-rwx--xr-x 1 user user 668 Jan 1 19:26 id_dsa
-rwx--xr-x 1 user user 599 Jan 1 19:26
-rwx--xr-x 1 user user 6257 Feb 2 21:04 known_hosts

# The file we need to copy to the server is named As you can see above, the file needed exists. You may or may not have other files in ~/.ssh as I do. If the key doesn't exist, however, you can make one as follows:

#### Example ####

user@homebox ~ $ ssh-keygen -t dsa
Generating public/private dsa key pair.
Enter file in which to save the key (/home/user/.ssh/id_dsa): # Press 'enter' here
Enter passphrase (empty for no passphrase): # Press 'enter' here
Enter same passphrase again: # Press 'enter' here
Your identification has been saved in /home/user/.ssh/id_dsa.
Your public key has been saved in /home/user/.ssh/
The key fingerprint is:
6f:c3:cb:50:e6:e9:90:f0:0f:68:d2:10:56:eb:1d:91 user@host

# Entering a password when asked during the key generation processes when prompted would require you to enter a password each time you SSH/SCP to the server which defeats the purpose of this document.

Step 4. Regardless whether you had a key ready to go or if you had to generate a new key, the next step is the same in either case. Now you're ready to copy the key to the server. Do so like this:

#### Example ####

user@homebox ~ $ ssh-copy-id -i ~/.ssh/ user@'servername' (or 'ipaddress')

# If you are asked weather or not you wish to continue, say yes.

Step 5. Now it's time to test the setup. To do that, try to ssh to the server:

#### Example ####

user@homebox ~ $ ssh 'servername' (or 'ipaddress')

# You should log in to the remote host without being asked for a password.

Step 6. You can now SSH or SCP to the remote host without having to enter a password at each connection. To make sure your public key stays secure from prying eyes, do the following to change permissions and restrict access on 'homebox' and also on 'servername' to ~/.ssh:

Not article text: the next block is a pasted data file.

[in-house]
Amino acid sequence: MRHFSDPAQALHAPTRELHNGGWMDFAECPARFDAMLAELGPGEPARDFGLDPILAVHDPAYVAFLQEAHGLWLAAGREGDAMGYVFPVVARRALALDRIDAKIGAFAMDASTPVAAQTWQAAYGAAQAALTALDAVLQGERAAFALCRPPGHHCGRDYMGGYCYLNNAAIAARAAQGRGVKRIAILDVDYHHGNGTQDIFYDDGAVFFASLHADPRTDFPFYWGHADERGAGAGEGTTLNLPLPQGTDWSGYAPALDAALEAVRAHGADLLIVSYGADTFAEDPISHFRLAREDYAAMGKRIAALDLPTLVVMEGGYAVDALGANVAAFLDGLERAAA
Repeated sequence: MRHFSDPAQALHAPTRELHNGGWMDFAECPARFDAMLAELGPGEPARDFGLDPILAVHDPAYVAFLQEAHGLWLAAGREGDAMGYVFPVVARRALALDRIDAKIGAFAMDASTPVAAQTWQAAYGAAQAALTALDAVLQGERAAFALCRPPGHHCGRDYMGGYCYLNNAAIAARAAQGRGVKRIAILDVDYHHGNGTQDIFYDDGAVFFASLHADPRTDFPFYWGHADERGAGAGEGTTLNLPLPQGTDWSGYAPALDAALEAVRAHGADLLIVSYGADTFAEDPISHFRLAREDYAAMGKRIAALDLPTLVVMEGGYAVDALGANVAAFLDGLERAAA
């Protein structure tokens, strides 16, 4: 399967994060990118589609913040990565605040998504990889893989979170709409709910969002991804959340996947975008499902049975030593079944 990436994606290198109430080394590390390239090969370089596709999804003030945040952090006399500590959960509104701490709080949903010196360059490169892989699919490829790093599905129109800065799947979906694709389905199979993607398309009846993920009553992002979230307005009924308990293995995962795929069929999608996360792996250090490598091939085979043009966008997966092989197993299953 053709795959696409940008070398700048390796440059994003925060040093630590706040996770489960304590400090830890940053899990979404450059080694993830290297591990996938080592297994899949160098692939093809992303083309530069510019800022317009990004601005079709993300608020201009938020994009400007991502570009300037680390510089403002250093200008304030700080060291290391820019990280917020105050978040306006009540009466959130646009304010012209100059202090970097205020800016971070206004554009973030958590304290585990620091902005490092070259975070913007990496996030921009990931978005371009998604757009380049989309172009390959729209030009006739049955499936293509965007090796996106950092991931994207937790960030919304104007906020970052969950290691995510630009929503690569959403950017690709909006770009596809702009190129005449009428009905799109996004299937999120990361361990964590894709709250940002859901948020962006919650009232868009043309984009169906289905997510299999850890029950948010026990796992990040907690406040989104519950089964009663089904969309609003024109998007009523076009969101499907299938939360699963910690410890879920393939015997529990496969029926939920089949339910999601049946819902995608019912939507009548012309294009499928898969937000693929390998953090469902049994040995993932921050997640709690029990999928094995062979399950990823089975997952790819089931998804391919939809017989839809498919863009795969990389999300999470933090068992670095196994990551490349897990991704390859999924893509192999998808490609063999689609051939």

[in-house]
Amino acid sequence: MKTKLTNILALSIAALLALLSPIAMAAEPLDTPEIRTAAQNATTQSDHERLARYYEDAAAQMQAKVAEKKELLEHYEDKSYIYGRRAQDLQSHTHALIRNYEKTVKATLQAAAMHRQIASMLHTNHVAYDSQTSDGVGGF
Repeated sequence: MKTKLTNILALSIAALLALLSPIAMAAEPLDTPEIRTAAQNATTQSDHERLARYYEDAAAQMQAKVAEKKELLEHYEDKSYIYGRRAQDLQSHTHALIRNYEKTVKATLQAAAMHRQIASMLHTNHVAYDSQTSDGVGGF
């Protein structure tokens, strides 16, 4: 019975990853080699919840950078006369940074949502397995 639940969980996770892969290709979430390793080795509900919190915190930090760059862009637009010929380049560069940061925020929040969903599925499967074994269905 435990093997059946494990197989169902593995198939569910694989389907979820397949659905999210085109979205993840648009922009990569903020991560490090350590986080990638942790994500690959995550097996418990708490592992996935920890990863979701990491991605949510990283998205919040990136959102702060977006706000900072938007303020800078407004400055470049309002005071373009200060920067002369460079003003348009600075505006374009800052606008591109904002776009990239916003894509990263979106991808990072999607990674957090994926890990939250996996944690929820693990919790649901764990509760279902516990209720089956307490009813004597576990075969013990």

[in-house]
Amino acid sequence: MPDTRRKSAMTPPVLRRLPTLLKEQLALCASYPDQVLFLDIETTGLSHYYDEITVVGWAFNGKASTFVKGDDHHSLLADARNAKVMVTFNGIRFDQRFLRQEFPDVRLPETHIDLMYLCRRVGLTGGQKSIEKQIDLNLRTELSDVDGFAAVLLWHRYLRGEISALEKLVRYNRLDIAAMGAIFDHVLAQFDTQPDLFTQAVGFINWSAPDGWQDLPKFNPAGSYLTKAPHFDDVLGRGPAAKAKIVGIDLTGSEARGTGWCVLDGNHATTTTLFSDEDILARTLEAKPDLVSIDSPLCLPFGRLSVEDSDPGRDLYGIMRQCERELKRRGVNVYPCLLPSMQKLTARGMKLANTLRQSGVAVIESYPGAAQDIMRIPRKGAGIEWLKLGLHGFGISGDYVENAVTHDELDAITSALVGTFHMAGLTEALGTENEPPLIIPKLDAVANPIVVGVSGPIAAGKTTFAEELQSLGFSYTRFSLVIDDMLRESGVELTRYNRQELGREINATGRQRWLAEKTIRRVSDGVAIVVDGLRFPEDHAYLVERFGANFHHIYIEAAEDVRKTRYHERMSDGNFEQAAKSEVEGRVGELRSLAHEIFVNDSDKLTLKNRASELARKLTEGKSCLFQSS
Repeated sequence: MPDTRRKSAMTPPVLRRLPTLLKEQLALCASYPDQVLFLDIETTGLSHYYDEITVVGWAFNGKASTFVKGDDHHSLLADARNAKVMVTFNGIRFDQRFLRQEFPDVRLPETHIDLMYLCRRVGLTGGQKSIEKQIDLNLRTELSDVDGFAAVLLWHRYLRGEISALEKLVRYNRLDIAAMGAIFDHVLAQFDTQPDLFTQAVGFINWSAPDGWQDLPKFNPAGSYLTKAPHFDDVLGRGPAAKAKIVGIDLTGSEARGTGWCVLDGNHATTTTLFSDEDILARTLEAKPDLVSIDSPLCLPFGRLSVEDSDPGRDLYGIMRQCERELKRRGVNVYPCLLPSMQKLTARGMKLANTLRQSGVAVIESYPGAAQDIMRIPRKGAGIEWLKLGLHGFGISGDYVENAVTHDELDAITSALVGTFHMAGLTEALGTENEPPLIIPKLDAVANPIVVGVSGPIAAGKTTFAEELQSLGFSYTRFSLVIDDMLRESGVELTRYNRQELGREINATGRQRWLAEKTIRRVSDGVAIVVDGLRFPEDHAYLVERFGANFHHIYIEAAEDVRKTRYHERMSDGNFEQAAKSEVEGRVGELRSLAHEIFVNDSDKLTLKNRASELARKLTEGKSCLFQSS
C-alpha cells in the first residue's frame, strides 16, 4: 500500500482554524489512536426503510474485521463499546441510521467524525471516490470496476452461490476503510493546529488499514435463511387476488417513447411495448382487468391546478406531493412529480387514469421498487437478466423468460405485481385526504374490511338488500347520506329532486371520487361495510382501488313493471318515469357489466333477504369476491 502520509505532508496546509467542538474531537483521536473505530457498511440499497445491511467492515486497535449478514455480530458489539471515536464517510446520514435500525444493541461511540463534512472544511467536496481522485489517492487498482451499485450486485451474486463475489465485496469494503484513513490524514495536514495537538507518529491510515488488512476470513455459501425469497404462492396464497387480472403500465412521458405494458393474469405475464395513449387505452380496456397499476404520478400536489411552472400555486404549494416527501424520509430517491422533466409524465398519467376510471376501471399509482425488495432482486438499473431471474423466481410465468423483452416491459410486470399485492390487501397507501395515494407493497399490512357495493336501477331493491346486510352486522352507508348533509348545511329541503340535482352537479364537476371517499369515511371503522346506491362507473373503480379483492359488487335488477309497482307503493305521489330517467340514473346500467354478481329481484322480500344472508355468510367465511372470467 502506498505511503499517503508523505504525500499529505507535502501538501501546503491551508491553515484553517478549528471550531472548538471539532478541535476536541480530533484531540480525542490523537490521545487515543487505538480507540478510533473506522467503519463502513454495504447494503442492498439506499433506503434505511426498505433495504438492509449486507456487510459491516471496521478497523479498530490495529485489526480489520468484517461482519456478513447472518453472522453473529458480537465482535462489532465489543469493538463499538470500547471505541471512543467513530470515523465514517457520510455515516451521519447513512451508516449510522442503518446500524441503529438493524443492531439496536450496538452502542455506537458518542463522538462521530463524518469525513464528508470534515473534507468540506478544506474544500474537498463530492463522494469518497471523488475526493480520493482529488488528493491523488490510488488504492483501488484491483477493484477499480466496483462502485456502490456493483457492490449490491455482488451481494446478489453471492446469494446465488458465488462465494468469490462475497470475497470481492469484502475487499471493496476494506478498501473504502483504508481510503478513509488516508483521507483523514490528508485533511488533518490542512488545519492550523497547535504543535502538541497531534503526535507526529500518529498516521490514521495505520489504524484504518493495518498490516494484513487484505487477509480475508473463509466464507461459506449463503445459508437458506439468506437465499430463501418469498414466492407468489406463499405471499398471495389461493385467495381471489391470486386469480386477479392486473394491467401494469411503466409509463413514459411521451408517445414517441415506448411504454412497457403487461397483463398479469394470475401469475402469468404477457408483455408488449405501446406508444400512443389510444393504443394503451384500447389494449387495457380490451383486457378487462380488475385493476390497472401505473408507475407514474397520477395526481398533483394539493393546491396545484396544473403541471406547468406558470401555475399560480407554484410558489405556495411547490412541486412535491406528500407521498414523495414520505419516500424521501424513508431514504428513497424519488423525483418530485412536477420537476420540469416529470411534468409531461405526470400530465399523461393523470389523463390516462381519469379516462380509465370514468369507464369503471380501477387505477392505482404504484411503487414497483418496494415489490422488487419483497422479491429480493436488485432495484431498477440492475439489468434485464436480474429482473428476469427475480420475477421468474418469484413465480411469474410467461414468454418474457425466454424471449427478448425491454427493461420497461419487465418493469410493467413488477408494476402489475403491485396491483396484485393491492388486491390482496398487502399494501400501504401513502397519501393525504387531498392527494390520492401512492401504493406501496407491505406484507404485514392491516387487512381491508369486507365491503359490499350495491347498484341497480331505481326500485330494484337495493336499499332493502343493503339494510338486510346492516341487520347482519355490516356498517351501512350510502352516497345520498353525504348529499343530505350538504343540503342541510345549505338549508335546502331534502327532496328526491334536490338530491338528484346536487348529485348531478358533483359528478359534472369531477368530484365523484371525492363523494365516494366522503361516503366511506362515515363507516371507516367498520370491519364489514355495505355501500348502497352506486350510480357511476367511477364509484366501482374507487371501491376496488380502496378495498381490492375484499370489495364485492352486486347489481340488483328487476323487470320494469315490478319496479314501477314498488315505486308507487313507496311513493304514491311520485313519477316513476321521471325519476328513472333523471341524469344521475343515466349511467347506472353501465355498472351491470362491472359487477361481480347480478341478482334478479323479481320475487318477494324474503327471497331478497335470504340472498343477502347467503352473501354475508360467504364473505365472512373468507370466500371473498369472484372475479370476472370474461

#### Example ####

user@homebox ~ $ chmod 600 ~/.ssh/id_dsa ~/.ssh/

# Verify the permissions on the files:

#### Example ####

user@homebox ~ $ ls -l ~/.ssh
-rw------- 1 user user 668 Feb 4 19:26 id_dsa
-rw------- 1 user user 599 Feb 4 19:26


1. OpenSSH

2. known_hosts

3. fingerprint

Nice post!

I've noticed that I don't have the command ssh-copy-id on my OS X machine (I didn't even know one existed!). To achieve the same effect I usually do the following:
user@homebox ~ $ scp ~/.ssh/ user@'servername':.ssh/authorized_keysThis is assuming you've already created a .ssh directory on your server 'servername' (just ssh in as normal and `mkdir .ssh`). This also assumes that you don't already have an `authorized_keys` file in the .ssh directory on your server. If you do just copy (scp) the file to a temporary file in your server's home directory and then
user@homebox ~ $ scp .ssh/ user@servername:homebox_dsa.pubuser@homebox ~ $ ssh user@servernameuser@servername ~ $ cat >> .ssh/authorized_keysuser@servername ~ $ rm If you've got it, the ssh-copy-id way is clearly a lot easier!

~ Mark

Hi Mark. Thanks for adding that bit. I don't have access to a Mac (new one anyway) so that's very nice to know.


Seth, I liked this post a lot, but felt the formatting and wording can be improved. I've made a few changes to the introduction.

(I wish I had used my name for my username now!)


I found an elegant way of creating a new, or adding to an existing authorized_keys file with a single command:

ssh -n "echo `cat ~/.ssh/` >> ~/.ssh/authorized_keys"-

I think it *is* a good practice to use pass phrases when using ssh keys. You can use ssh-agent on Linux and SSH Agent or SSHKeychain on Mac OS X, to avoid you to type your pass phrase everytime you access a remote host. Also, you can forward your keys using 'ssh -A' if you need to hop onto some host in the middle.

-- Igor